Las Vegas billboard project focused on combating human trafficking

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Mikayla Whitmore Clear Channel Outdoor-Las Vegas President Adam Barthelmess, left, and Aaron Rouse, special agent in charge of the Las Vegas Division of the FBI, speak during a press conference Sept. 21, 2017, to reveal a signboard campaign to eliminate human trafficking.

Human Trafficking Awareness Project Launch slideshow”As part of an effort to fight human trafficking, Las Vegas commuters today will begin seeing electronic billboards revealing a female’s mouth being covered by a man’s hand. “Human trafficking: We’ll listen; we

‘ll help,”checked out the signboards in English, Spanish and Chinese. The message is accompanied by the number for an FBI-operated, 24-hour hotline– 888-373-7888– that victims and possible witnesses can call for aid. The displays, which will run for a year, appear on 10 regional Clear Channel Outdoor billboards and are expected to turn amongst the remainder of the company’s 56 area indications. The project was detailed today by the local workplace of the FBI and the media company’s Las Vegas president. Human trafficking is a nationwide issue, stated Aaron Rouse, special representative in charge of the Las Vegas Division

of the FBI.”We wish to highlight it here, because we do not desire the human traffickers to feel like this is a safe house, and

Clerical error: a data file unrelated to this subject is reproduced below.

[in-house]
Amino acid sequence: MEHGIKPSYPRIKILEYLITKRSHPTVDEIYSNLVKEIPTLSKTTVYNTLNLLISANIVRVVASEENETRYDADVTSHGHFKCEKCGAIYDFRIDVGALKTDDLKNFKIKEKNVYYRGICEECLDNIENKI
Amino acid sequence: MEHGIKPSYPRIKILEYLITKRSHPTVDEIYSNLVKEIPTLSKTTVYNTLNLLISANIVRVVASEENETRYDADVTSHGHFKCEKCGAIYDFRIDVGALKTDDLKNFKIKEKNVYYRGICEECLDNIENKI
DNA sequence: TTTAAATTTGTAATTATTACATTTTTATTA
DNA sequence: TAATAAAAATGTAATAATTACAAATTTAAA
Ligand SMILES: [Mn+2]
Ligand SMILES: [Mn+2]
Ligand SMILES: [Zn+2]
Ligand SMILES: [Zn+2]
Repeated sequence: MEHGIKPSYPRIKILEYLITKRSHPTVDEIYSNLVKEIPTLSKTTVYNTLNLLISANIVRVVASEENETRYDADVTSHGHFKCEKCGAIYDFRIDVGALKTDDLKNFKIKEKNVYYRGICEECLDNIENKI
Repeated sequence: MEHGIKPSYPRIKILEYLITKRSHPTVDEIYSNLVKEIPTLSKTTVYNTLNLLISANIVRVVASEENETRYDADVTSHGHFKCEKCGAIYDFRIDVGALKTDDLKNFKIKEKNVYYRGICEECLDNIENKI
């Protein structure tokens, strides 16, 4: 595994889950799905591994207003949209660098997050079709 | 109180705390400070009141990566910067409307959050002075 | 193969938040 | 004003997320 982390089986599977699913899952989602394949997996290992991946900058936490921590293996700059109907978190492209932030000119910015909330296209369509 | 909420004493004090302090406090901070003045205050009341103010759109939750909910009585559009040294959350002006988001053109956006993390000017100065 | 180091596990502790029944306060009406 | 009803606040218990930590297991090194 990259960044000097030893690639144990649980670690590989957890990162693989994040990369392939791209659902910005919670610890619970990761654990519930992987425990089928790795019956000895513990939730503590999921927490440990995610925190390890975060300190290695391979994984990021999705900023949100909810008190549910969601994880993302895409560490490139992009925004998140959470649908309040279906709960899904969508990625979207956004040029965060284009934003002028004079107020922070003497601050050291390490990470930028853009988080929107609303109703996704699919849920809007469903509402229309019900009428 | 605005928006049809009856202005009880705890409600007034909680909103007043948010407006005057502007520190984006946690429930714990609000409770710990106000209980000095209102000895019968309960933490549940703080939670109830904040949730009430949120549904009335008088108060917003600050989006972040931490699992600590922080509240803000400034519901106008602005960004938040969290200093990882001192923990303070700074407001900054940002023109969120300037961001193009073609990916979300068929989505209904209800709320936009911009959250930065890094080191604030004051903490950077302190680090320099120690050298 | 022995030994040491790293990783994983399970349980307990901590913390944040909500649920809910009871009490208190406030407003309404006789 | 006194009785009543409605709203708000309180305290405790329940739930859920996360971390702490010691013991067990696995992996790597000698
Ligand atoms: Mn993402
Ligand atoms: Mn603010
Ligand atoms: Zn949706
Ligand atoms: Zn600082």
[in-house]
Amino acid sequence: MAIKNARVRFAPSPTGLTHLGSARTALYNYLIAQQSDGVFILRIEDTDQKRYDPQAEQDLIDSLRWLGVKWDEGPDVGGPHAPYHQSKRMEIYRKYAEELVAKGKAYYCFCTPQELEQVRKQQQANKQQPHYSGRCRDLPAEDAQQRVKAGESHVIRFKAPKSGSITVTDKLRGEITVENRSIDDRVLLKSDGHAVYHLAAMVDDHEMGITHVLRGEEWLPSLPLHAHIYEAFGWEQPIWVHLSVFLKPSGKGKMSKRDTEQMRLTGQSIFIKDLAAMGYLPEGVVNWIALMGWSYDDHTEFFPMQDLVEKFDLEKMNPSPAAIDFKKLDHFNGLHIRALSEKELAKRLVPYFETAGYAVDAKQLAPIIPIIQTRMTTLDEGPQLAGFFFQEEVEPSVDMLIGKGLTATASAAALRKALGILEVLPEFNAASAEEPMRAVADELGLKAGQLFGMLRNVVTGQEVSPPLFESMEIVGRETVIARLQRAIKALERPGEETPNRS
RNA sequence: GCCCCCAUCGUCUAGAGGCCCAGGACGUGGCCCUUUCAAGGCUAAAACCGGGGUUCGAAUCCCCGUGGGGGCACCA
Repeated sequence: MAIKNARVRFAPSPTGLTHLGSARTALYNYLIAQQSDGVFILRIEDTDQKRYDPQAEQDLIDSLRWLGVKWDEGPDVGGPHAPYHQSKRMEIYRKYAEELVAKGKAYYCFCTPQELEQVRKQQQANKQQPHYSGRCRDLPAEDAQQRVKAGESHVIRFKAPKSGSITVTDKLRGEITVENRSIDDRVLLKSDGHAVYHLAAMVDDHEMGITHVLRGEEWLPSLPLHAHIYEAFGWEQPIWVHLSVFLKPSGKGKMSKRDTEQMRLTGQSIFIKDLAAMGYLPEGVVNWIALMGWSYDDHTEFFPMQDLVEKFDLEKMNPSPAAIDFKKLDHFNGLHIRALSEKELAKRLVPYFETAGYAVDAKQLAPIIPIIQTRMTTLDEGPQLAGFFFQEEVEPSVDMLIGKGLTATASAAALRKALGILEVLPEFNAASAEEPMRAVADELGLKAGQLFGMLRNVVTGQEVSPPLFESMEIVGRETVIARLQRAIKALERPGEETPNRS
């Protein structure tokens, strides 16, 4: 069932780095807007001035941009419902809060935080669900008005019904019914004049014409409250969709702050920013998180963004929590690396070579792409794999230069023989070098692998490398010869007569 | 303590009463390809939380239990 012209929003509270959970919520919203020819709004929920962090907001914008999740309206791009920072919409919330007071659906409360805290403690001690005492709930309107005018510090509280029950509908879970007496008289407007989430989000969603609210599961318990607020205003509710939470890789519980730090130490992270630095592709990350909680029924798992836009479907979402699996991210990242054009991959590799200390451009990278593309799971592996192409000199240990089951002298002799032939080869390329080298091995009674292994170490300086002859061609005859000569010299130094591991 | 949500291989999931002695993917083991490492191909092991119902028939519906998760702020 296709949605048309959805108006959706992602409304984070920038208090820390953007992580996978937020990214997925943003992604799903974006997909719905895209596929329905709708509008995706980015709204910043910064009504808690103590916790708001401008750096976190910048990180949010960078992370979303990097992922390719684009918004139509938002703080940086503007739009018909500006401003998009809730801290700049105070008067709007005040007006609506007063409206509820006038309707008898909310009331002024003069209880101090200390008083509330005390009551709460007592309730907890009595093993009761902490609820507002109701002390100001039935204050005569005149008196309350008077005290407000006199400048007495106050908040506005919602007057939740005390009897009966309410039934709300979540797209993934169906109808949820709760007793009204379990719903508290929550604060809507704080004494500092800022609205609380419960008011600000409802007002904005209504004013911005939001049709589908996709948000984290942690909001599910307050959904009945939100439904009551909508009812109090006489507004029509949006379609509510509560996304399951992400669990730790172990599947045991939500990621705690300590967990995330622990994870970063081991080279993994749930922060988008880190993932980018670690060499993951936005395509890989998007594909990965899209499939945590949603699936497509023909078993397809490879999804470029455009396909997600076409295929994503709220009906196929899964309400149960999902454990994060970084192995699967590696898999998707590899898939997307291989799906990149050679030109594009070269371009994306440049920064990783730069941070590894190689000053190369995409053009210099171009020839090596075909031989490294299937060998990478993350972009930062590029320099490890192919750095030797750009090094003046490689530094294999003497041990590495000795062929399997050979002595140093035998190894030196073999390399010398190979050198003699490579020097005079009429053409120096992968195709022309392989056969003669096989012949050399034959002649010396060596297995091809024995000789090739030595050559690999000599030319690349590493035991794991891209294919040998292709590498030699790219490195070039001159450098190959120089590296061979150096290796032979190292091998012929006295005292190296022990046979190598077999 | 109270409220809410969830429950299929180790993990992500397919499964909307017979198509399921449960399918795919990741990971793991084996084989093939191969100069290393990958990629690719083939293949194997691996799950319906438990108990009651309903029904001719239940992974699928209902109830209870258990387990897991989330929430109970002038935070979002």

we want to rescue as many people as we perhaps can to make Las Vegas a location to recreate, not to be enslaved, “he stated. The majority of victims– 70 percent– are trafficked for prostitution, while about 30 percent are trafficked for labor, Rouse said.

“If you’re selling someone or if you’re keeping someone slave or in indentured bondage, whether it’s sex trafficking or labor trafficking, you’re on the incorrect side of the law, “he said. From 1994 through early May, Metro Authorities have actually recovered roughly 2,200 victims of sex trafficking, according to the Nevada Attorney

General’s Office. In 2015, City recuperated 107 children who were victims of human trafficking. In June, Clear Channel Outdoor-Las Vegas approached the FBI about taking part the signboard project, stated Adam Barthelmess, the business’s regional president. Such projects have actually proved reliable in other markets, he said. It’s the “power, responsibility and duty “of the general public to insert itself into the human trafficking dialogue to”end up being a force for favorable change in the battle, “Barthelmess said. Rouse kept in mind the FBI’s partnerships with corporations to combat the problem. The FBI recently honored the Aria security department for” ending up being a leader in

combating human trafficking and engaging with ladies who are victims of predators”

by providing awareness training for gatekeeper, the agency kept in mind on its site.

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